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  1. #11
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    And I also would like to think that mental ability and well being is just as important a factor as the physical in this day and age. And it largely is except when it comes to BF.

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  3. #12
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    That's interesting, I fb for a little while but more so because it's the done thing, I was completely miserable the whole time, it just didn't feel right, moved to bottle and here I was happy. But I guess I didn't have any goals or expectations of bf.

  4. #13
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    The thing that sh!ts me, as someone who has both bf and ff, is the quoting of that 2% stat. Without proper education, support and practical help to balance it, what's the point of throwing that number at people? The help to bf is so inconsistent and patchy- 50 different mids in hospital, each with their own methods, who might tell you you're doing it wrong even when it's working or who might push formula top ups (in turn damaging your supply) and then another tells you off for the formula top ups- it's a wonder anyone manages. Until all that changes, bf rates won't improve and throwing that 2% quote around does nothing but make people feed bad. It also doesn't acknowledge the fact that some people choose to formula feed, as is their right.

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  6. #14
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    Just goes to show that society doesn't care about mental health issues. Which is such a pity - no wonder there is such a stigma attached.

    Quote Originally Posted by delirium View Post
    I think this is the spiral. You want to bf so much bc society tells you 'good' mothers do. It doesn't work for whatever reason which begins the slide into PND. Then the GP's/middies/MHN's/LC's reinforce the pressure and self loathing by telling you in fact only 2% of women can't bf (meaning stop making excuses, be a good mother and push through), they point out with vigor all the supposed negatives of formula. For a women who is extremely vulnerable and already feeling like a sh*t mum, this can and does tip them over the edge.

    I've always advocated more tangible support for bfing, but ffers need it too. Both with logistics (and despite some of the comments on this forum like "what is there to know? you shake a bottle?" there's a lot more to it than that). And with emotional support. The moment the ABA or LC knows you are switching it's like complete shut down. We can't support you now bc that would be encouraging formula

    I've felt such a weight lifted off my shoulders the last year or so. I finally accept I did what I could, my kids turned out fabulous and I'm a pretty good mum. So if these findings help lift the weight, then that is also fabulous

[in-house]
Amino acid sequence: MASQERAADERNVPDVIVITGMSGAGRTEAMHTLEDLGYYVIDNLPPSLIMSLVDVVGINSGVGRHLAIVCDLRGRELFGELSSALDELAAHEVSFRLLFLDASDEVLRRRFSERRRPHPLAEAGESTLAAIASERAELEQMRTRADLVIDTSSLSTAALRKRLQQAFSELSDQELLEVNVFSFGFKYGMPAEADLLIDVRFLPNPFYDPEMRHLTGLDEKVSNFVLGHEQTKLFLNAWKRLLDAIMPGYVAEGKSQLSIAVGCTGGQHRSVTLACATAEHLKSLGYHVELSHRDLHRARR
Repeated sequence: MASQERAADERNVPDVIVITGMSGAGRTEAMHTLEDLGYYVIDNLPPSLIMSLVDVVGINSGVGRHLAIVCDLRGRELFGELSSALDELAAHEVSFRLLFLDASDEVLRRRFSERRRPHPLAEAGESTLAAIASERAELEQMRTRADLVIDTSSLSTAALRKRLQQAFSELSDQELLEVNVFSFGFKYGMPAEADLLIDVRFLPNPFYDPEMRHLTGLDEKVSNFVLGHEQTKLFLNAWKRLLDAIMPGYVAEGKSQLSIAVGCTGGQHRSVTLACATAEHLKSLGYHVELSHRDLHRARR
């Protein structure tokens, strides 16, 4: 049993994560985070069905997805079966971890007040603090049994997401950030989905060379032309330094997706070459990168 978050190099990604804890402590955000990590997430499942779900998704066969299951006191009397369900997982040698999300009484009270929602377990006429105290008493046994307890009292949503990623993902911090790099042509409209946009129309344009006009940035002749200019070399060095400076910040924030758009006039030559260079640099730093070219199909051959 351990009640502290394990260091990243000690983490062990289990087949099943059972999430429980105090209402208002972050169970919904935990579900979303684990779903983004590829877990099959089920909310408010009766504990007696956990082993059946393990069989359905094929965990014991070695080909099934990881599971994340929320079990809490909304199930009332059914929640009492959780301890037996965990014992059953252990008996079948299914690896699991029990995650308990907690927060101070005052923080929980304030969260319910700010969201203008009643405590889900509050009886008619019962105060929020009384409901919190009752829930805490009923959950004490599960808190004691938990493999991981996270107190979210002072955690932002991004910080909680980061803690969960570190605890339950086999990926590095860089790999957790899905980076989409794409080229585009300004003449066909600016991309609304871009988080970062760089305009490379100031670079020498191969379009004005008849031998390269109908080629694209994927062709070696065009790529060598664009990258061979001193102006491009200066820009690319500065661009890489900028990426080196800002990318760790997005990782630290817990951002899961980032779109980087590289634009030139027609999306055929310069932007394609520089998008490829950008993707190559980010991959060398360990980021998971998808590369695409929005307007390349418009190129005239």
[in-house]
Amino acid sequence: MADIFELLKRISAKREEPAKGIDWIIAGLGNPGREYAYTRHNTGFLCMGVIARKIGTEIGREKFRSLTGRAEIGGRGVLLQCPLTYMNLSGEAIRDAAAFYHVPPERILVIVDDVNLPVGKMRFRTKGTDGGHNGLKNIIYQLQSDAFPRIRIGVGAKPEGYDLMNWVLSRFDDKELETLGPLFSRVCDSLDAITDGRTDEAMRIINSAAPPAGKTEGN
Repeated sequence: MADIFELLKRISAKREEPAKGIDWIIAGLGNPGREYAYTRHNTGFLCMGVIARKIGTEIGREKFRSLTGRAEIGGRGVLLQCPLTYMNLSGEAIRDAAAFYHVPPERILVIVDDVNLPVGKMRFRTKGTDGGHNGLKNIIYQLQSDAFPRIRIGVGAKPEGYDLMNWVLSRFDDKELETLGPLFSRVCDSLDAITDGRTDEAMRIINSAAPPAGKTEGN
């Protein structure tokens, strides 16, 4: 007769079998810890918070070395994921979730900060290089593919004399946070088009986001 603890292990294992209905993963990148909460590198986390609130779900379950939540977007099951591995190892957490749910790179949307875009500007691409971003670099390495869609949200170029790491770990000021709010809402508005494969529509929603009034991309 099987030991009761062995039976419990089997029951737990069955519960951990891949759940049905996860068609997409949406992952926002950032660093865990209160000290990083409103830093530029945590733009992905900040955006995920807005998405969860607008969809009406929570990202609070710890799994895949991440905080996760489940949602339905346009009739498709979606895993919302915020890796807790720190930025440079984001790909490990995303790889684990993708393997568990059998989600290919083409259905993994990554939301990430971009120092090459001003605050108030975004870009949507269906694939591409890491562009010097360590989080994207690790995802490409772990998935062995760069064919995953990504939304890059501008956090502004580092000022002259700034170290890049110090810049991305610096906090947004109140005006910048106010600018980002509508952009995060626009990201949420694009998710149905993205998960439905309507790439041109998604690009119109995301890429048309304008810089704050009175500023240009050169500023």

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  8. #15
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    I agree - that stat is stupid and damaging. I mean really - there are millions of things that we could all physically do, but emotionally etc? And what actually falls into that stat?

    Is it that you are still considered to physically be able to do it if you are in constant and agonising pain? RIght there that is stupid to include people like that in it, it would be like including people in a running race who had a slipped disc, they might still be physically capable of making it 50 meters, but they would be in agony, hunched over and dragging themselves to get here.

    I reiterate - that stat is not only silly - but it is also wrong.

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  10. #16
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    Quote Originally Posted by delirium View Post
    I think this is the spiral. You want to bf so much bc society tells you 'good' mothers do. It doesn't work for whatever reason which begins the slide into PND. Then the GP's/middies/MHN's/LC's reinforce the pressure and self loathing by telling you in fact only 2% of women can't bf (meaning stop making excuses, be a good mother and push through), they point out with vigor all the supposed negatives of formula. For a women who is extremely vulnerable and already feeling like a sh*t mum, this can and does tip them over the edge.

    I've always advocated more tangible support for bfing, but ffers need it too. Both with logistics (and despite some of the comments on this forum like "what is there to know? you shake a bottle?" there's a lot more to it than that). And with emotional support. The moment the ABA or LC knows you are switching it's like complete shut down. We can't support you now bc that would be encouraging formula

    I've felt such a weight lifted off my shoulders the last year or so. I finally accept I did what I could, my kids turned out fabulous and I'm a pretty good mum. So if these findings help lift the weight, then that is also fabulous
    I did find formula simple to use. That's just my experience though. The ABA and LCs aren't there to support or promote formula so I get why they step back if a person is switching- it's not their area to help with. I'm not sure what else they could do. Is it support or more acceptance you think ff mums need in that case? My MCHN and the LC insisted we use formula top ups and suggested we think about weaning on to formula due to my supply problems initially. Most GPs are all over formula, in my experience, and the majority of Australian babies are switched to formula in their first year, so I would have thought there was already adequate practical help and general acceptance? Obviously others have different experiences but I'm interested to hear- what do you think should change in regards to support for bottle feeding? Like, what would make it easier/better? What could be done to minimise the impact on mental health?